It’s key for patients with MPN-related fatigue to communicate changes they feel, especially as they “know their bodies very well,” a nurse told CURE®.
Patients with myeloproliferative neoplasms (MPNs) may experience a number of symptoms, with fatigue being one of them.
MPNs are types of blood cancer and occur when there is an abnormal change in stem cells within the bone marrow, according to Leukemia and Lymphoma Society. This abnormal change can lead to increased amounts of white blood cells, red blood cells and platelets. The main three types of MPNs are essential thrombocythemia, myelofibrosis and polycythemia vera.
MPN-related fatigue can take a toll on a patient’s quality of life, notably because of the change in the blood’s consistency.
“Fatigue has a profound effect on patients’ quality of life. A lot of people don’t realize that if you have chronic fatigue, especially from MPNs, because your condition is unchecked, then a lot of times it can actually be debilitating,” Patrick Buxton, a clinical nurse coordinator in the hematology department at Fred Hutchinson Cancer Center in Seattle, Washington, said during an interview with CURE®.
“(Patients are) not having the energy to go out and work, participate in family events and just (engage with) life in general. And they just don't really feel well overall,” Buxton said. “And so, it’s important to monitor these patients’ labs to make sure that they stay within the range for their condition to ensure that they don’t end up developing those symptoms again, because when (a patient’s) blood counts become so high that (their) blood basically becomes a sludge, (they) definitely feel it. And it can cause a whole lot of problems centered around fatigue, but not just fatigue. It can cause a lot of inflammation issues.”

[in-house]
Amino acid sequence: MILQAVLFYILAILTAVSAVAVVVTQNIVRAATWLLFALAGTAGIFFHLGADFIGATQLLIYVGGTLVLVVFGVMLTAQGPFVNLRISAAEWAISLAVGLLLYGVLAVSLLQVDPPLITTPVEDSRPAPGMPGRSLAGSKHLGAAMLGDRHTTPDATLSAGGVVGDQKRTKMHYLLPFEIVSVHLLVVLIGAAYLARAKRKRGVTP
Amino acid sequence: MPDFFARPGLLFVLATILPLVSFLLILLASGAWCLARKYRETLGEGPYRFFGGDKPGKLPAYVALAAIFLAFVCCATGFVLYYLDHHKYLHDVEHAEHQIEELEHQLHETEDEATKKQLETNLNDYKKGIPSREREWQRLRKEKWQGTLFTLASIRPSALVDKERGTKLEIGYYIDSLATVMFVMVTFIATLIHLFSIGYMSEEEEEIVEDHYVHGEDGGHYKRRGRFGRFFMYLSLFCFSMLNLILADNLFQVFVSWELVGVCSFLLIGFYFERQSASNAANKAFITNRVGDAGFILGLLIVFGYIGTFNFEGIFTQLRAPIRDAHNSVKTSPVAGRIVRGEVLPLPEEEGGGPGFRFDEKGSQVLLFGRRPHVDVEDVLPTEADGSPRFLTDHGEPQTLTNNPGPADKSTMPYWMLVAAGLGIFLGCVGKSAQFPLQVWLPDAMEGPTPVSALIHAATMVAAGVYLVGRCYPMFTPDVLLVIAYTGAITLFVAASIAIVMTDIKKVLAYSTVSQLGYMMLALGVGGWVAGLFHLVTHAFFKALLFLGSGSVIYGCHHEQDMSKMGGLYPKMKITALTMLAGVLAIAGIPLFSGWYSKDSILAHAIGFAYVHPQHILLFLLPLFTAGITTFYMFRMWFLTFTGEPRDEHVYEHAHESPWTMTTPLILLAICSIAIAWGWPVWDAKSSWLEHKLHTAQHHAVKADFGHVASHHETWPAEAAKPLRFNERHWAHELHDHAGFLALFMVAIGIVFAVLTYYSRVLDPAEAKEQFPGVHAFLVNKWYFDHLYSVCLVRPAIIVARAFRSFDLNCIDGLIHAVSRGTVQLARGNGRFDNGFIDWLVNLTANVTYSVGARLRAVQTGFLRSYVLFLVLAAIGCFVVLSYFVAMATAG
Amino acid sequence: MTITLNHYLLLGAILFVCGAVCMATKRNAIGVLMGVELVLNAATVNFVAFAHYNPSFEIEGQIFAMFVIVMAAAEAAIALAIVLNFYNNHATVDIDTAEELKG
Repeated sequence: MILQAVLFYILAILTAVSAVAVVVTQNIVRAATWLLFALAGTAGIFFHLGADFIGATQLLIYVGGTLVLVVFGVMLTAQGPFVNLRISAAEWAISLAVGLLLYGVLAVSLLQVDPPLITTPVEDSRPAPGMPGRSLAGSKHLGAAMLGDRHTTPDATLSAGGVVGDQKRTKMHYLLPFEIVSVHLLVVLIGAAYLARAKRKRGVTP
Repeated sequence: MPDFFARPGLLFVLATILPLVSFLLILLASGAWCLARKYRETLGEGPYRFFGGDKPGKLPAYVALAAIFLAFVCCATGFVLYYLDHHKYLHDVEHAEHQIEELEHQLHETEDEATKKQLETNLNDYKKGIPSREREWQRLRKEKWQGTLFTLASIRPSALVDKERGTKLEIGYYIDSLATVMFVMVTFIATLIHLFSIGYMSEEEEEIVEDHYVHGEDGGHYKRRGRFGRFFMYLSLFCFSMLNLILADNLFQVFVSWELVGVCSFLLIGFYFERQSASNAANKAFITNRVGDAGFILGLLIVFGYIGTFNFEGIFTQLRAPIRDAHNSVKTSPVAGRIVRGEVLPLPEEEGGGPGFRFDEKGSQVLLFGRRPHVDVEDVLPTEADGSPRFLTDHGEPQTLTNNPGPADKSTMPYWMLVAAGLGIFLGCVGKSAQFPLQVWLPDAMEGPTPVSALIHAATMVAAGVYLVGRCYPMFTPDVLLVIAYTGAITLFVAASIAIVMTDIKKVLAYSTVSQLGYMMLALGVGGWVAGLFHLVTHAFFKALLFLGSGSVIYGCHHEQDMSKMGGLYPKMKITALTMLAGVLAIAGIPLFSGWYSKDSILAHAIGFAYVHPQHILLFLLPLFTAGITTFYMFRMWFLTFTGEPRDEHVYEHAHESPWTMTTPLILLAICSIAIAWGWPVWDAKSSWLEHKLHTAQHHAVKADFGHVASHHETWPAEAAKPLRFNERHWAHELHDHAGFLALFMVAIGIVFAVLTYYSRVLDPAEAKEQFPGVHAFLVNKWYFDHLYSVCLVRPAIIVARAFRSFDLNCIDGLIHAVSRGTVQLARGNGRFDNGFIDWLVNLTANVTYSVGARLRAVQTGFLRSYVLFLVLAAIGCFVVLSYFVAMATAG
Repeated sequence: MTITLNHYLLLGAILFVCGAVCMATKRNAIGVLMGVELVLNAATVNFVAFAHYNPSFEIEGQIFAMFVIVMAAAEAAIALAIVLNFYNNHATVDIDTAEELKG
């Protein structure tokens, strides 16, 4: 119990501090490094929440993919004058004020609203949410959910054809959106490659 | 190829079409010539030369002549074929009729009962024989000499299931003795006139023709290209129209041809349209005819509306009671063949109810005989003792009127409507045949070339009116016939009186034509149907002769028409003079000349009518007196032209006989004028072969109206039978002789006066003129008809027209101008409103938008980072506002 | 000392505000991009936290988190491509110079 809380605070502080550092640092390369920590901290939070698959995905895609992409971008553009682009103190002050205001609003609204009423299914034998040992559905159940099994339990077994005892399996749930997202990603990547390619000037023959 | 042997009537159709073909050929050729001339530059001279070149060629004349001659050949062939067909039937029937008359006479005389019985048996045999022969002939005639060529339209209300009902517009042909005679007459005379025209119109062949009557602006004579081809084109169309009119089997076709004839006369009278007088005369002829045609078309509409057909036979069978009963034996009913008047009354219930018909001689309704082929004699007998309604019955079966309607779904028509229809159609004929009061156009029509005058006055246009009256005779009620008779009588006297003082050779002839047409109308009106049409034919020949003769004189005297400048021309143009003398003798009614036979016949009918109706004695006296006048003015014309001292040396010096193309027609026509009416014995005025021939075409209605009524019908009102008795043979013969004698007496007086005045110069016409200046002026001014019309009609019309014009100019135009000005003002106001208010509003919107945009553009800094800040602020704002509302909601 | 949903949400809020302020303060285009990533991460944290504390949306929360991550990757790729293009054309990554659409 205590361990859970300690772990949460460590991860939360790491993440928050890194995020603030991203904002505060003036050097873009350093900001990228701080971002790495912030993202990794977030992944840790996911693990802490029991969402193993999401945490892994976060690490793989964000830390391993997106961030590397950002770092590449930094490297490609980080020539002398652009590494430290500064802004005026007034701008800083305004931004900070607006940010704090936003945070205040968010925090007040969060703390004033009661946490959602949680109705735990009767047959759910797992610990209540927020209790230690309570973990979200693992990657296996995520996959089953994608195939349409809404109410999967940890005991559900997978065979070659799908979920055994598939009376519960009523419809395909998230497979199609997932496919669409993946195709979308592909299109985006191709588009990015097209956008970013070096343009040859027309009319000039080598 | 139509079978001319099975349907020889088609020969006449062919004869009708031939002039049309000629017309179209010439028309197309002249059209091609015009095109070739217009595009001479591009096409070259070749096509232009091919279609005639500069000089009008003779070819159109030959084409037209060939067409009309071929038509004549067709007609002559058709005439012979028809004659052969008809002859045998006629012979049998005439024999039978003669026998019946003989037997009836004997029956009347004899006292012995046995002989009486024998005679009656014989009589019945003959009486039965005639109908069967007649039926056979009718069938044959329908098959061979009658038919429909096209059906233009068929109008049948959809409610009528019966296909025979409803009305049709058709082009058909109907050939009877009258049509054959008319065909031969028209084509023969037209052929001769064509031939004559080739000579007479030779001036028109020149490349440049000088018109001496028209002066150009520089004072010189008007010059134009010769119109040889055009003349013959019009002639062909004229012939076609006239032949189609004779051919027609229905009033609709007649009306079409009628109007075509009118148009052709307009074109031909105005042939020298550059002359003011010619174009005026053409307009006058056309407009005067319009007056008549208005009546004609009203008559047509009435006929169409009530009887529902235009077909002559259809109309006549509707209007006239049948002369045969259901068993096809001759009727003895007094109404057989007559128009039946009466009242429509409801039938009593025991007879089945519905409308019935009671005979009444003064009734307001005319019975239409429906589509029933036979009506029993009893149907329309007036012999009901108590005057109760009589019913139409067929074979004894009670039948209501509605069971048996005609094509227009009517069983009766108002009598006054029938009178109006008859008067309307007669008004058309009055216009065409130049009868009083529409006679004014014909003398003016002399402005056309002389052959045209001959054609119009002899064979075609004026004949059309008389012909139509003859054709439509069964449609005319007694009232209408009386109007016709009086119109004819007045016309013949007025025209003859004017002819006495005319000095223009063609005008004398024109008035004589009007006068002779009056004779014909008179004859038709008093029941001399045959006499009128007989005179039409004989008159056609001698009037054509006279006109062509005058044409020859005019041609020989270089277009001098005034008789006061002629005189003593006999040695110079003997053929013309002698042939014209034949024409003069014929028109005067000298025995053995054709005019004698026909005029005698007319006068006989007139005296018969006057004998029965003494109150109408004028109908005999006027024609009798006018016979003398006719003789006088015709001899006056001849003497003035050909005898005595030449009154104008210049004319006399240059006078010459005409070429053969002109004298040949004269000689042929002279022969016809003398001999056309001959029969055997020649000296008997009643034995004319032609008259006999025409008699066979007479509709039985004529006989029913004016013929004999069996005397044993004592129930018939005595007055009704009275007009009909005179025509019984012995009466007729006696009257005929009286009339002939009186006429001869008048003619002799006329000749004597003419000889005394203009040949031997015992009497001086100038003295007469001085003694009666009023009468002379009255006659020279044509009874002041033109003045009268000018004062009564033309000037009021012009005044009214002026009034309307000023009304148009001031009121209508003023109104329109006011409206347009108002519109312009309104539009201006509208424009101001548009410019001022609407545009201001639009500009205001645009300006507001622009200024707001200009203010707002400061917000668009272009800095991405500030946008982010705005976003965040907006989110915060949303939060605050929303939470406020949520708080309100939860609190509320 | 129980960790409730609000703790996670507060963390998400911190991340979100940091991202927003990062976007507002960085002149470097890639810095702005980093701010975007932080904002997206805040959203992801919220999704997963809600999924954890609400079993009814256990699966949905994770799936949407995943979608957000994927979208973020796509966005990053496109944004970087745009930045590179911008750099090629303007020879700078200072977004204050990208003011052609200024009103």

To work through the weight of fatigue, Buxton urged patients to hydrate, eat nutritious food and exercise.
“Especially with MPN, patients maintaining good hydration and adequate nutrition is very important. Because once (patients) kind of get stuck in a downward spiral, it can be very hard to get out,” he noted. “So, making sure that … patients are trying to get a good amount of exercise daily, even if it’s just getting out of bed, pushing (themselves) a little bit each day to try to get that energy going again and making sure that (they) eat and drink enough to keep going.”
Staying hydrated is essential for patients with MPNs, Buxton emphasized.
“Hydration cannot be stressed enough. A lot of people don’t hydrate with water, as I have come to realize, and so there’s been a lot of education patients have like, ‘Oh, I drink all the soda.’
And I'm like, ‘That’s not really helping. You need to drink water, especially when you have this condition, you need to keep on top of things.’”
For patients with MPNs who experience fatigue, Buxton advised them to have open communication with their care teams.
“That line of communication is very important. And even if the patients don’t think it’s important, they know their bodies very well. So, if something is not working right, communicate that to the team,” he said. “And know that it really is a lot of teamwork with the nurses, the patients, the doctors, that the patient is an integral part of the team; without the patient, we wouldn’t be here.
“So, know that (patients are) the center of all of this, and we are here to help, but if (they) don’t report these issues (to us) and just let them be then we won’t know. So, with that information, be a good self-advocate, because that’s how (they’re) going to get better care is being an active participant. Don’t let small things go because sometimes small stuff adds up to something big. And especially with fatigue — patients know their bodies well. So, follow up. Make sure that you are getting the care that you need.”
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